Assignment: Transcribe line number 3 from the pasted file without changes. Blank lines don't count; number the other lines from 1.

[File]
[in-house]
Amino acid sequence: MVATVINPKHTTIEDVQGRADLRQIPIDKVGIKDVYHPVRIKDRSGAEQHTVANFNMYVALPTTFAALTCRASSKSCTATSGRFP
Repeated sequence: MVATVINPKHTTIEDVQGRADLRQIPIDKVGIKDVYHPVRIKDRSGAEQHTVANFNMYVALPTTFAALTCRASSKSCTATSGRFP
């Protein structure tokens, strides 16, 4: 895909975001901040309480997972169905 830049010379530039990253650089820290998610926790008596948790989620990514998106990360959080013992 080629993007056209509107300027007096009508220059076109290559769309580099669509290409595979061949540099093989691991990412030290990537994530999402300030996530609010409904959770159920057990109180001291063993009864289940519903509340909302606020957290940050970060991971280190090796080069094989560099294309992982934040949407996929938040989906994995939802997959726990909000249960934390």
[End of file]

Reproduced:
Repeated sequence: MVATVINPKHTTIEDVQGRADLRQIPIDKVGIKDVYHPVRIKDRSGAEQHTVANFNMYVALPTTFAALTCRASSKSCTATSGRFP